When it comes to gaming, there's plenty that a Gaming PC can offer that a Gaming Laptop and vice versa. This makes it challenging to choose which is a better fit, especially when all factors are constant.

There’s more to choosing the best gaming rig than going portability and price. If you want to guarantee the gaming experience, the choice between a gaming PC or laptop is one you have to take very seriously.

There are various factors you have to consider when making a choice. We've made it easier by analysing some of the factors to see how each option stacks up against the other.

GPU power

It’s impossible to talk about a gaming system without mentioning the GPU. It’s probably one of the first specs you want to know about when buying new gaming hardware.

The best high-end graphics cards don’t favour laptops. They are large and can easily fit inside the desktop computer.

  • Size and weight – For good graphics, laptops use special versions of graphics cards designed to fit inside the limited space of the laptop. These types of GPUs are not as heavy but, having them in a cramped up space poses other challenges.
  • Temperatures – High-performance GPUs get quite hot. That's why you have massive heatsinks and raving fans fitted inside the case. Space is not the only concern when fitting a large GPU inside the tiny body of a laptop. The cooling system needs to be tweaked to accommodate the extra heat produced by the GPU.
  • Performance – reducing the size and heat produced by a GPU isn’t without consequence. The performance takes a hit and expectedly, laptop GPUs pale in performance compared to the desktop varieties.

While gaming laptops put up a spirited performance with regards to the GPU, they are no match for gaming desktops which have bigger and better-tuned GPUs.


Desktops take the lead in GPUs but, how to do they compare to laptops when it comes to other essential specifications?

  • CPU – just like GPUs, there are mobile CPUs designed for energy efficiency and reduced heat generations. This has the same effect as having mobile GPUs. The laptop CPUs have limited performance compared to gaming desktops.
  • RAM – Out of the box, Laptops have lower RAM. It’s possible to have additional RAM modules even though it’s often unnecessary. In this field, the two options go toe to toe.
  • Storage – because of the limited space, you can't add extra HDDs or SSDs to the laptop. But you have the option of replacing the existing option with a higher capacity one or using external storage.

Gaming laptops don’t do much to gain on the ground that gaming desktops have on them. Lack of ample space limits expandability.

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Peripherals are not the core of gaming. But, they provide a better experience and more comfort for you.

Unlike gaming desktops, laptops come with built-in displays, touchpads, and keyboards. This can be a good or a bad thing.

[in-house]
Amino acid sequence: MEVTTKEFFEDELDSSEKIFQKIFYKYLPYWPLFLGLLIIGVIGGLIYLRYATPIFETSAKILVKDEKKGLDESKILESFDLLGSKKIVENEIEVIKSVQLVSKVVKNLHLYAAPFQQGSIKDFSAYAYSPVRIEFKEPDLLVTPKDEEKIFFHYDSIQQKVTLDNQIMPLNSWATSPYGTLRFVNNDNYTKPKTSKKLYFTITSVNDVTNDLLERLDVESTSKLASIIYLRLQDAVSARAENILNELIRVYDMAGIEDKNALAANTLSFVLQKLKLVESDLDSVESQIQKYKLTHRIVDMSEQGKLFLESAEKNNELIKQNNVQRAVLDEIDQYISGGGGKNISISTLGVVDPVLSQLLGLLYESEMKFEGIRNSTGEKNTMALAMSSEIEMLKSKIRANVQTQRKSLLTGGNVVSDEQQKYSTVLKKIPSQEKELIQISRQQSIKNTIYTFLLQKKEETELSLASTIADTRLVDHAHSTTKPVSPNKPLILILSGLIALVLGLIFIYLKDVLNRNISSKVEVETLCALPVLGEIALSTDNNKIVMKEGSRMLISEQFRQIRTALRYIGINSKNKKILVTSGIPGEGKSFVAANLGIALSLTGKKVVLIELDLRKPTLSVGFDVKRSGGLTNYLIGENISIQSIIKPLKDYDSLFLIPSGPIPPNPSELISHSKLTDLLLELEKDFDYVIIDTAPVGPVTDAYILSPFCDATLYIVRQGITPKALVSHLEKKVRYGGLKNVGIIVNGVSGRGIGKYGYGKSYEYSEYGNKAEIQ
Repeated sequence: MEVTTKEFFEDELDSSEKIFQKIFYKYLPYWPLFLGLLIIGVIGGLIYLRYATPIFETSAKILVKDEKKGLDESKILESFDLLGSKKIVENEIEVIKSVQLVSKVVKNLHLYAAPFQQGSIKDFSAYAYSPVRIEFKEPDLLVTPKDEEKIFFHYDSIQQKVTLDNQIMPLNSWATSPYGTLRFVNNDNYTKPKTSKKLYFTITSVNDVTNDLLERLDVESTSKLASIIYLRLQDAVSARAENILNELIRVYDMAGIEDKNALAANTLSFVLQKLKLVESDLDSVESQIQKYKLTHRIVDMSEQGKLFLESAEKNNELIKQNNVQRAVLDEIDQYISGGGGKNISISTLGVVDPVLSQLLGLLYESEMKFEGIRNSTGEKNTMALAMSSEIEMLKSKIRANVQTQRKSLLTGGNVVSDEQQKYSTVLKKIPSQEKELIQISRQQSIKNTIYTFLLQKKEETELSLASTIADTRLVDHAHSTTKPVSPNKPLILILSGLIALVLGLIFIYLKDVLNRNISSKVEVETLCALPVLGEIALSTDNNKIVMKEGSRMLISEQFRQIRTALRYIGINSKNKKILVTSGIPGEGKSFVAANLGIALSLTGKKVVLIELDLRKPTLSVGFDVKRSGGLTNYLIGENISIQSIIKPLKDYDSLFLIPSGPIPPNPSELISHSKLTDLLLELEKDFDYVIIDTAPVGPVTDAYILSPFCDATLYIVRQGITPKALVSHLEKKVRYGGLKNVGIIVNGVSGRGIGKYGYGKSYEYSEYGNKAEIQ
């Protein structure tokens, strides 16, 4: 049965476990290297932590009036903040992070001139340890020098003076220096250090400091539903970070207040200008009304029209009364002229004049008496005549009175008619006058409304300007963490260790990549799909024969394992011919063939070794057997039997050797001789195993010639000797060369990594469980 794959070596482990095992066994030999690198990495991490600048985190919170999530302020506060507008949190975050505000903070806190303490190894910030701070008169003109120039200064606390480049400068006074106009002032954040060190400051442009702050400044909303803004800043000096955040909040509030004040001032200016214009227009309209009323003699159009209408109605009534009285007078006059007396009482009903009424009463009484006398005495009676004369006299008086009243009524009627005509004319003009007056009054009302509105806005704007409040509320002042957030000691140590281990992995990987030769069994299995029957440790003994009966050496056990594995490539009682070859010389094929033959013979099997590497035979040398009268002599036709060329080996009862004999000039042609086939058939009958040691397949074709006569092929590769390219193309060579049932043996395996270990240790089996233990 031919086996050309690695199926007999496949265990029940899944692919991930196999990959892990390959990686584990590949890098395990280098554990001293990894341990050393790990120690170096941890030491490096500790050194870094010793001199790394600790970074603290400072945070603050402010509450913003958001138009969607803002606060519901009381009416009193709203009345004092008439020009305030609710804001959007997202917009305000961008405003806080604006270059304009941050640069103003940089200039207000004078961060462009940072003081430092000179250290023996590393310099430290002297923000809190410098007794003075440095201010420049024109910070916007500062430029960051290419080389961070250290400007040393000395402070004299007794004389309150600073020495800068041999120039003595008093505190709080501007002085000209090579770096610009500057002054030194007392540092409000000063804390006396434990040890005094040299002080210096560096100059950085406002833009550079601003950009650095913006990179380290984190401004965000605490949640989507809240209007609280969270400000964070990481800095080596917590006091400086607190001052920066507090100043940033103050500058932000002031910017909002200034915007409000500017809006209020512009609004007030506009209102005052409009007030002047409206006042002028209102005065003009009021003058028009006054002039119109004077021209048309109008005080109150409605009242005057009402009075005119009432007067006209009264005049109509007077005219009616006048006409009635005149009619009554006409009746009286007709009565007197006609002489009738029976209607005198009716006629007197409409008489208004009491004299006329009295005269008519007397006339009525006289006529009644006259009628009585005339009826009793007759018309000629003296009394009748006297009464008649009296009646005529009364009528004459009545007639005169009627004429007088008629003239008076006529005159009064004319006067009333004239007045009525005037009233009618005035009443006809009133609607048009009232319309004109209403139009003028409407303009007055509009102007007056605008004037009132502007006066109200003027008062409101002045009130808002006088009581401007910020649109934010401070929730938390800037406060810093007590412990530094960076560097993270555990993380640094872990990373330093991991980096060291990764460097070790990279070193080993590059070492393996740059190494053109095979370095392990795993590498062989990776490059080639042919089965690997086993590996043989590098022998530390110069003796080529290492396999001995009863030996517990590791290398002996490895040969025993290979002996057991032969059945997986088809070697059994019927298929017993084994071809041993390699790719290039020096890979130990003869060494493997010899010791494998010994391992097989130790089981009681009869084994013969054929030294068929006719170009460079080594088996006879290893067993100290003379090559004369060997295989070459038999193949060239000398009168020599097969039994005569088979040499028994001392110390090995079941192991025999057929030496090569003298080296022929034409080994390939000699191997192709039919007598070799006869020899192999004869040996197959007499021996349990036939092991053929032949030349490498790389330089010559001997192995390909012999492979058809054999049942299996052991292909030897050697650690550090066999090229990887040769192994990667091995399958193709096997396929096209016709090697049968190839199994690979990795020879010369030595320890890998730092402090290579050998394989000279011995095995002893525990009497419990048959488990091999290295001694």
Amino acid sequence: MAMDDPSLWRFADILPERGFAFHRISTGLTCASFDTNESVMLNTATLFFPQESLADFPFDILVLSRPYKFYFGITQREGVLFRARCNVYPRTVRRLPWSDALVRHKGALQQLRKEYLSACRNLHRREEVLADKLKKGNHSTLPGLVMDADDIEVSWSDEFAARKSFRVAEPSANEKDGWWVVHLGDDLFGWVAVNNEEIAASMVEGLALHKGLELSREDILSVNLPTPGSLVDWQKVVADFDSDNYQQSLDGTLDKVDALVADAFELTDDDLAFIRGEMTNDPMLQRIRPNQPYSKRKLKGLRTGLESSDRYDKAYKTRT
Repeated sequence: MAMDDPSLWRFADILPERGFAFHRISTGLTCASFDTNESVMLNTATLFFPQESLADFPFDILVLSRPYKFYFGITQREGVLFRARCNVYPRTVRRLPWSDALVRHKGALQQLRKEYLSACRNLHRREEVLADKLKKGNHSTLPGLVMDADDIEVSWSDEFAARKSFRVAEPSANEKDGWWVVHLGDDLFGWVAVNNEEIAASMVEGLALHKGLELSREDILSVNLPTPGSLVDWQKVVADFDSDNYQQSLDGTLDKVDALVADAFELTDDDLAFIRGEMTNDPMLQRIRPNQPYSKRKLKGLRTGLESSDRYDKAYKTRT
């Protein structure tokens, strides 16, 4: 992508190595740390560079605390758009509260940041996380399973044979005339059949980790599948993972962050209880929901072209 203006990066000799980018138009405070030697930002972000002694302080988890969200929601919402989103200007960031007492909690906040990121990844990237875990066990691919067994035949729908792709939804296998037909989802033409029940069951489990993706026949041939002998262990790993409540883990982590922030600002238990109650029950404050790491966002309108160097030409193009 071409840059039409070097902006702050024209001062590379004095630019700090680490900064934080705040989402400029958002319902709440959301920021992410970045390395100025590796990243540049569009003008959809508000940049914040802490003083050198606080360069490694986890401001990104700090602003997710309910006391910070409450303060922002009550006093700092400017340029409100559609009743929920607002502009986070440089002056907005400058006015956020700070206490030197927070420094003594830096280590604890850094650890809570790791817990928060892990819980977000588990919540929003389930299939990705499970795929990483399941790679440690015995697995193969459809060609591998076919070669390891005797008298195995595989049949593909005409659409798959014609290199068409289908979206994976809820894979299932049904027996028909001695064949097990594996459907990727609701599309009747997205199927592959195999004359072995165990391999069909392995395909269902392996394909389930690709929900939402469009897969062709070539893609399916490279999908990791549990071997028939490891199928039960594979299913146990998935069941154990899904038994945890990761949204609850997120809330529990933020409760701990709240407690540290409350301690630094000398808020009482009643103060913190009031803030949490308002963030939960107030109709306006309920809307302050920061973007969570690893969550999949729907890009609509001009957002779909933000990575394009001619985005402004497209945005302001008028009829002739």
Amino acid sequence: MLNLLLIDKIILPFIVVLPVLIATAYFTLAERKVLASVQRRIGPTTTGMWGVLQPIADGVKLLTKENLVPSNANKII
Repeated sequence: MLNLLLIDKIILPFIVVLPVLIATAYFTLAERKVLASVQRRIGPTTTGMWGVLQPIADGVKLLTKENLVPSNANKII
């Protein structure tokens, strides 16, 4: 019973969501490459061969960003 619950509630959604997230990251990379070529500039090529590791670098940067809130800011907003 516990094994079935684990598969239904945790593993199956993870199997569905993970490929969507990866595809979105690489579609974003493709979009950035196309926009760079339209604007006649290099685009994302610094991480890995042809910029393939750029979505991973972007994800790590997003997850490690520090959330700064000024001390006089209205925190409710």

As much you don’t have to pay extra for the built-in features, you might not be content with their performance and end up buying external alternatives rendering those in the laptop useless.

  • Display – Most laptops have full HD screens with 60Hz refresh rate and the screen size is limited to about 17-inches. These specs are perfect if you’re looking to take your gaming rig in a backpack. But, when you want to have higher resolutions with a faster refresh rate, you will need an external monitor.
  • Keyboard – gaming laptops have a regular low profile keyboard. It’s rare to find a laptop with a backlight mechanical keyboard. You might have to buy that one separately as well.
  • Mouse/ touchpad – Touchpads are a titbit inconvenient. Those that have used them can attest to this. Gaming requires rapid clicking and dragging and a touchpad isn’t designed for this kind of use. You will have to buy a mouse for your gaming separately unless you intend to use a controller exclusively.
  • Speakers and microphone – this is the one area that gaming laptops excel. The built-in speakers and microphone are quite good. Even if you prefer using headsets, you don't have to worry about having a dedicated microphone.

Customisability and Portability

The biggest advantage of having a Gaming PC is how customisable it is. With minimal PC knowledge, you can easily open the PC and make adjustments. It's easy to replace the components as you wish with minimal effort. In most cases, all you need is a screwdriver.

With a laptop, you need to be more careful. You can open and change the parts. But you need specialised tools and components which are not readily available.


Laptops win this category hands down. Even if the gaming laptop is heavier than the average laptop, it’s easier to stuff into a bag and get on the road. The same can’t be said for a gaming PC. Actually, most gaming computers cases are heavier than the laptop.

Other than the weight, a gaming PC is larger with more peripherals and cables that you need to carry along for it to work. Needless to mention transporting all the components can be a hustle.

All factors considered, it's safe to say a gaming desktop better than a gaming laptop in most fields like;

  • Better performance to price ratio
  • Better overall performance
  • Easy to customise, upgrade and repair.

Gaming laptops only have portability going for them. But, when it’s your main priority when you travel often, it can significantly influence your decision.